1) irreplaceable stuff (cats, important documents, photos, family heirlooms, items of sentimental value, etc.)
2) expensive-to-replace stuff (laptop, other electronics, your most expensive essential clothing items, etc.)
3) stuff you'll need in the immediate future (current season clothes, toiletries, anything else you use on a daily/weekly basis)
4) bulky/heavy stuff (ideally you want the professional movers to handle all of this)
5) misc cheap crap you could just buy again (stuff you don't mind abandoning or waiting for the ex to give back to you)

Good luck!
posted by Jacqueline at 4:13 PM on December 12, 2008

in case you're still reading... please please please bring friends with you EVERY STEP OF THE WAY. most abusers are going to back down in the presence of other people. when i left my abusive husband, i moved in with a 60 year old woman. she was feisty, but she could barely walk. he was TERRIFIED of her.

do everything in public, bring people with you, do not ever ever be alone.

leave the books and the cd's and the bed. all of that is replacable. if he thinks you are going because he sees stuff disappearing it will be dangerous for you.

have friends call and check in on you or email you. have checkin times. if they don't hear from you or don't get a response, they start heading over to your place.

and right now, at least, hide the sharp knives. that's not me trying to be funny. that's me trying to make sure you're safe.
posted by micawber at 8:53 AM on December 13, 2008

I feel that meeting up with him after will just prolong things. It will also allow him to get even angrier, as he has a target.

Or it could be an opportunity to manipulate you.

Neither is good.
posted by Vaike at 7:11 PM on December 13, 2008 [1 favorite]

It would be great if you could follow up to let people know you're OK...
posted by rodgerd at 1:16 PM on December 15, 2008

follow-up from the OP
It's done.
He only told me last night that his workplace was holding a Christmas breakfast on Wednesday morning and that he'd be free for the rest of the day, "to spend it with me." What were the fucking odds, I would love to know.

I had 90 minutes to pack everything up and leave. And I had so much stuff. Six boxes of books, at least 10 bags of clothes, shoeboxes... Plus, because I had to start at 8am (as soon as he left), it was rush hour, we got some snow here, AND there's a bus strike meaning extra traffic, so everyone was held up on their way here. I had to prepare and pack everything myself. My friends--and the mover--eventually showed up and helped me move EVERYTHING. I owe them big. I'm typing this at my parents' place.

I made a really big mistake. I left without saying goodbye. He showed up just as we left. I know everyone in this thread thinks my ex-boyfriend is evil, but he's not. He's made mistakes, he's definitely abused me, but there's a lot of good in him, too, a LOT of good that outweighed the bad for a really long time. I made him sound much scarier than he is, perhaps. He can definitely get angry and break things and be threatening to others, but the extreme incidents I listed in the FPP were from at least 5 months ago... and I know that having done it once doesn't mean he won't do it again, but he was trying really hard to improve--seriously, he was, I know because I can tell you his track record--and he thought I supported him trying. He trusted me.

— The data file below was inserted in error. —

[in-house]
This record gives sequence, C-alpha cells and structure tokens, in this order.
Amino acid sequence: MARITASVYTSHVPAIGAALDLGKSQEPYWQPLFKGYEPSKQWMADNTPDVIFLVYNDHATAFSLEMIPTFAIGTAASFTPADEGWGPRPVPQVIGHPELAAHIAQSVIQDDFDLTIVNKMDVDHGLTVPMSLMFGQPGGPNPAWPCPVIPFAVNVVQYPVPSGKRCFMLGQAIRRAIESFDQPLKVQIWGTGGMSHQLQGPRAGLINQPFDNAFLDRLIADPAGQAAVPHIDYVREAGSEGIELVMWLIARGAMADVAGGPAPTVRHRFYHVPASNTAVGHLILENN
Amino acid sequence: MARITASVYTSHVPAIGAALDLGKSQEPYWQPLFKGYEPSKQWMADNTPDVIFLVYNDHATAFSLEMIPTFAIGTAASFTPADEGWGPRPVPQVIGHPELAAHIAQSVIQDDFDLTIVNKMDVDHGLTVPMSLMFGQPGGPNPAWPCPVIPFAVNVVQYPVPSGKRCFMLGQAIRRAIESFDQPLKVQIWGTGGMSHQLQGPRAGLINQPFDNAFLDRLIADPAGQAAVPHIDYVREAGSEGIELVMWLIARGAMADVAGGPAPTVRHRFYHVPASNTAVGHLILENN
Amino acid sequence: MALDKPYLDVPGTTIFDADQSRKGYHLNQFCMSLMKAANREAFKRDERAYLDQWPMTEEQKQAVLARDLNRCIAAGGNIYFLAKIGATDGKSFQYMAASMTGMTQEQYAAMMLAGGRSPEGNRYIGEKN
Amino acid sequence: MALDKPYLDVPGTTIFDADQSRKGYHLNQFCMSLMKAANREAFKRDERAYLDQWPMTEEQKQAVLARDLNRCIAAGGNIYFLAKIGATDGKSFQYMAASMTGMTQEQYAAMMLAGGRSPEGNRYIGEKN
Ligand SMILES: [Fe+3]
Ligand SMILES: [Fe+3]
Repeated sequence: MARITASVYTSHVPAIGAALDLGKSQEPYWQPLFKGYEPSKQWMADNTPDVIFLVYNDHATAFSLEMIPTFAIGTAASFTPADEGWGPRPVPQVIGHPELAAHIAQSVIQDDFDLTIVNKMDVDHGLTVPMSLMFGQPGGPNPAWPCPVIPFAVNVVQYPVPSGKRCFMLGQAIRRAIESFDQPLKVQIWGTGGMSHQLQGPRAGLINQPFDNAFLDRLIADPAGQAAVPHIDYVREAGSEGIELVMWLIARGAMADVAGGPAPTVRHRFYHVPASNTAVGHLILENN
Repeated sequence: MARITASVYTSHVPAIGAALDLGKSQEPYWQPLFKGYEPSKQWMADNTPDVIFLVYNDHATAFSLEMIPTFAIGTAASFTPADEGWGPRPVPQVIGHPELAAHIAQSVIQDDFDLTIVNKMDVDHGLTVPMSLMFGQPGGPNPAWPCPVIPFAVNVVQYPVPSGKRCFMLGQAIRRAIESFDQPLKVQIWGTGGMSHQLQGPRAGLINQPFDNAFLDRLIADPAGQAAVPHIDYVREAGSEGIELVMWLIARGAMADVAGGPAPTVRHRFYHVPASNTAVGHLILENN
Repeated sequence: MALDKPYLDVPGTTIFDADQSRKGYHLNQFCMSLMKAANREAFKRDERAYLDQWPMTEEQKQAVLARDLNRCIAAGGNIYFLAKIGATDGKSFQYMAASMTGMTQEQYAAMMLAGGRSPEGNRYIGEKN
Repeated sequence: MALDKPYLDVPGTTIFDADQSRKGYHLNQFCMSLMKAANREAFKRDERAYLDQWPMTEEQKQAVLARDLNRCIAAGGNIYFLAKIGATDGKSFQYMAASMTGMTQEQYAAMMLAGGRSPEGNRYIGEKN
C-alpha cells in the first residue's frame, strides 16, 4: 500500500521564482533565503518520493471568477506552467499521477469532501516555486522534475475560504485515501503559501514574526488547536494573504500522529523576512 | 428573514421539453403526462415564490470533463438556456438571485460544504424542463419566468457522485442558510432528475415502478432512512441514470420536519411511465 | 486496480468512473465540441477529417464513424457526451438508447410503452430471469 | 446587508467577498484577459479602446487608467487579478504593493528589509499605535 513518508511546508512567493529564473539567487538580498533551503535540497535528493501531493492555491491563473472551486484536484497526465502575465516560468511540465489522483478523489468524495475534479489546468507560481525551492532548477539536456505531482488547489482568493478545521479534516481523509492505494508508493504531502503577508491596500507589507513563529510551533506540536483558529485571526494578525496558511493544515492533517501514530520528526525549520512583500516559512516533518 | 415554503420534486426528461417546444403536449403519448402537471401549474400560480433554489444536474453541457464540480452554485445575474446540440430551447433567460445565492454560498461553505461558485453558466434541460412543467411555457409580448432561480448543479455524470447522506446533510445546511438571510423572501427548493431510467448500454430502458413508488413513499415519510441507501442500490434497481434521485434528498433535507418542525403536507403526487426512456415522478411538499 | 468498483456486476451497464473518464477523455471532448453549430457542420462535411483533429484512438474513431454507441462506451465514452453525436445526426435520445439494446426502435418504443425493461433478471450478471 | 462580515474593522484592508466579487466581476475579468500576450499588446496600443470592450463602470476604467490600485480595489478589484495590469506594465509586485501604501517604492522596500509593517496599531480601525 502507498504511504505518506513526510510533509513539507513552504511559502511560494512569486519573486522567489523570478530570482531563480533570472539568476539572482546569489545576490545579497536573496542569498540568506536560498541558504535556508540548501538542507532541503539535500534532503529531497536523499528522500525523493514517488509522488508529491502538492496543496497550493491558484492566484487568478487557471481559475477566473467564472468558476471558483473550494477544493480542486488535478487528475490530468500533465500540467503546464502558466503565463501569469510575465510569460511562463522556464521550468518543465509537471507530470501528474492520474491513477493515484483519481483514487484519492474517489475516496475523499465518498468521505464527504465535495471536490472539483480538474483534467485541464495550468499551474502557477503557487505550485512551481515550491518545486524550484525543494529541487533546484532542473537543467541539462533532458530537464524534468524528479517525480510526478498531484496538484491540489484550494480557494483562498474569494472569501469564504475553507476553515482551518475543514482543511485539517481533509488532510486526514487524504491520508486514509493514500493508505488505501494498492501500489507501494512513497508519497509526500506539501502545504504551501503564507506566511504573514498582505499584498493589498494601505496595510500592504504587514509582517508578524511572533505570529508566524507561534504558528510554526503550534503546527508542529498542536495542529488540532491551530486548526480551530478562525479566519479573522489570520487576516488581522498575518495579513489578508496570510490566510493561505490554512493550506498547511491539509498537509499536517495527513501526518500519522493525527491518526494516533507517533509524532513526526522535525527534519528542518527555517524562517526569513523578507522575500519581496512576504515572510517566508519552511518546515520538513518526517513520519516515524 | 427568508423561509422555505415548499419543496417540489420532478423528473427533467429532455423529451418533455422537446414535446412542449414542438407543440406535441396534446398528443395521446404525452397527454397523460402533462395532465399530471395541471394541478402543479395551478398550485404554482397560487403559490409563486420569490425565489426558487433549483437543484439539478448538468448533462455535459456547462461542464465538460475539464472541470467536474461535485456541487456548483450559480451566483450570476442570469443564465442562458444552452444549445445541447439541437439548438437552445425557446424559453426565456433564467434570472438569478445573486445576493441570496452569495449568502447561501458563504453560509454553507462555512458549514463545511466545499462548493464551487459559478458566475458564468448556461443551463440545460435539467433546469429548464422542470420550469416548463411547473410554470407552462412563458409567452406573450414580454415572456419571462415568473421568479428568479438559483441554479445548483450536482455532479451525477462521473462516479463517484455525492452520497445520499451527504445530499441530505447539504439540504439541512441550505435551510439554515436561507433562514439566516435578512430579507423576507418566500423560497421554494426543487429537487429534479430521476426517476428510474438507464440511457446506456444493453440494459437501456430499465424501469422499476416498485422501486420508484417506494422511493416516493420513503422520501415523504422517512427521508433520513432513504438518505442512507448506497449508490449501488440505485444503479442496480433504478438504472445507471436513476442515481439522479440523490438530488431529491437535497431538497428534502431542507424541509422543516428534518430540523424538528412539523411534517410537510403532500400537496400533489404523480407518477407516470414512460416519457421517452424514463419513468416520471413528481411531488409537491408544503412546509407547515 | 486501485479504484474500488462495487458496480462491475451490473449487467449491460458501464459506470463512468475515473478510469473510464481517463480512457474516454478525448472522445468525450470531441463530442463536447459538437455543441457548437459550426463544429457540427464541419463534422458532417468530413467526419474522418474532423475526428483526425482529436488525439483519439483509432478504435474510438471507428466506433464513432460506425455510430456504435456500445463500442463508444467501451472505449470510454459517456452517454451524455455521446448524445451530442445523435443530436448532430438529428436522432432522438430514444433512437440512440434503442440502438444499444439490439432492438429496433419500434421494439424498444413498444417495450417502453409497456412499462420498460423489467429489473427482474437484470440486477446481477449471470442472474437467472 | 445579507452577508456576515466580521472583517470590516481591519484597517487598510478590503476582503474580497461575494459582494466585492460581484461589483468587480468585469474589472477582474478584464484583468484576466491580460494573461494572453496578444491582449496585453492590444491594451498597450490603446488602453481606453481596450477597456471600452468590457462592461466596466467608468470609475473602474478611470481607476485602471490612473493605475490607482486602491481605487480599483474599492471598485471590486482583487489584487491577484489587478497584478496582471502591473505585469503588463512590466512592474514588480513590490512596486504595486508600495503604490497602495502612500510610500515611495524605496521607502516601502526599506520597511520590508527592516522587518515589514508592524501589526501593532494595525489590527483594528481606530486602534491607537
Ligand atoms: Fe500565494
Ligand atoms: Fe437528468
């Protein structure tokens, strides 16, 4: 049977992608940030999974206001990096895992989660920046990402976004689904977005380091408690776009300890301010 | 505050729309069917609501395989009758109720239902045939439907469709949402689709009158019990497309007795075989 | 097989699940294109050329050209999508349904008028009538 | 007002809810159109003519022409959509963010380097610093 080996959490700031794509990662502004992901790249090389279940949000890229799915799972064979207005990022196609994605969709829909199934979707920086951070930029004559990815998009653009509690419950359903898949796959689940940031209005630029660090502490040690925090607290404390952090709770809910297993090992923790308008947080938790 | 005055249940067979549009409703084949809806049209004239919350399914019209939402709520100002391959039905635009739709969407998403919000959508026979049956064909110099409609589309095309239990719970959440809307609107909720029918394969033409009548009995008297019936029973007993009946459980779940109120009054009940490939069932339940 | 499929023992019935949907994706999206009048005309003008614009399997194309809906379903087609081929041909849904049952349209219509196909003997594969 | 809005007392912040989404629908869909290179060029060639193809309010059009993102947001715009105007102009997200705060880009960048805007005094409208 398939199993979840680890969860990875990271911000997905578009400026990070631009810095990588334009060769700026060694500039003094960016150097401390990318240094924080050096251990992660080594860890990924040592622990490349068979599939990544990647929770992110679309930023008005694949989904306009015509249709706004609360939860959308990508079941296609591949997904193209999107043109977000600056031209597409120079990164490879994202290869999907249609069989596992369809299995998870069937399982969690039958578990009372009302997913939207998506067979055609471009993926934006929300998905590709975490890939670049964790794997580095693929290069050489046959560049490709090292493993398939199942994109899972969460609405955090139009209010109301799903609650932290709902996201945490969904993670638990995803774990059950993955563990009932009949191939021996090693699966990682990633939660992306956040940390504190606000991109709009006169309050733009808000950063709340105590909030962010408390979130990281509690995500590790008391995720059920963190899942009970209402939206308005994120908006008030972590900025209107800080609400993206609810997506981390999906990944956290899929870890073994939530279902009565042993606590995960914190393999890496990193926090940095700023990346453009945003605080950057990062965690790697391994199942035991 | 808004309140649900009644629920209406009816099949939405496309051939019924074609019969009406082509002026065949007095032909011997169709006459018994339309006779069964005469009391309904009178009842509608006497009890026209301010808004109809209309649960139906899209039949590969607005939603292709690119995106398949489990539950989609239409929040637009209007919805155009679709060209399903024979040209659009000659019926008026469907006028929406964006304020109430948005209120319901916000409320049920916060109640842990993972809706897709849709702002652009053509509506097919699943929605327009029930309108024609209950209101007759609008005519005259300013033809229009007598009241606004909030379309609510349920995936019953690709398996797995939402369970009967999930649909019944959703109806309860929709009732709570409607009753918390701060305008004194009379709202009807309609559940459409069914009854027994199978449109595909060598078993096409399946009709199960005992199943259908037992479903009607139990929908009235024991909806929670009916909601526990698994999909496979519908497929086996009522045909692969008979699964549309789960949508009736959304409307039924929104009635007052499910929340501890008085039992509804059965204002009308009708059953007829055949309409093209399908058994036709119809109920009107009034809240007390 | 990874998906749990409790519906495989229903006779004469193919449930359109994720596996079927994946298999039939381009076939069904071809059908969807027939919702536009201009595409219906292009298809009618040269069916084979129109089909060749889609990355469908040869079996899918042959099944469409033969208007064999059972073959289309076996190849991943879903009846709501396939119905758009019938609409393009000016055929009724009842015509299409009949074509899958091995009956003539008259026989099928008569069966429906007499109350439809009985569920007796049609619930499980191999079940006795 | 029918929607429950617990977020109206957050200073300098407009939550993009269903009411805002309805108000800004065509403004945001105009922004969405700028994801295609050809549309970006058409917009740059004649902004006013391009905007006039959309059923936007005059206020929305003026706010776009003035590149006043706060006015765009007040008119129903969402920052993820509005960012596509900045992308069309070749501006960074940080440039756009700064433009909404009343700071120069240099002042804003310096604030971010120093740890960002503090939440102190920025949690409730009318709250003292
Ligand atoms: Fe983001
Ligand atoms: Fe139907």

I loved him. I still do, I'm just not *in* love with him. But to leave him so that he arrives with exactly half of his life missing... I shouldn't have done that. I should have stayed and talked to him first. The shock was absolutely incredible. He was crushed beyond belief. He told me I betrayed him, that I was his best friend and he has no one else to confide in about this and that he trusted me for six years and I just completely shattered it. I feel guilty, no doubt about it, and I feel remorseful that I didn't wait, but I know he'll get over this eventually, and I hope he is man enough to actually turn to his friends for help.

I don't know what I was expecting. I definitely feel free, I have to plan my life right now and get it in order for the new year. But I didn't think I'd have to grieve. I thought it would be all past me since I no longer felt emotionally invested in the relationship. The numbness is only now beginning to wear off so we'll see what happens to me.

Thankfully, I have amazing, caring friends who can help me through this. I may do therapy in the new year if I think I need it (I'm well aware of the benefits of therapy and am already in touch with shrinks who I know I can work well with, so there's no issue there.... I just need time to process all of this first).

Thanks again to everyone who replied in this thread and who e-mailed me--for ALL your help. You guys helped me out in ways you will never know. Thank you
posted by jessamyn at 11:21 AM on December 17, 2008 [1 favorite]

He told me I betrayed him, that I was his best friend and he has no one else to confide in about this and that he trusted me for six years and I just completely shattered it.

To the OP: If he really believed that, then he would NEVER have hit you, not even the once. Doesn't matter if it WAS five months ago, if he really saw you as his best friend, he wouldn't have hit you even then. He wouldn't have hit you EVER.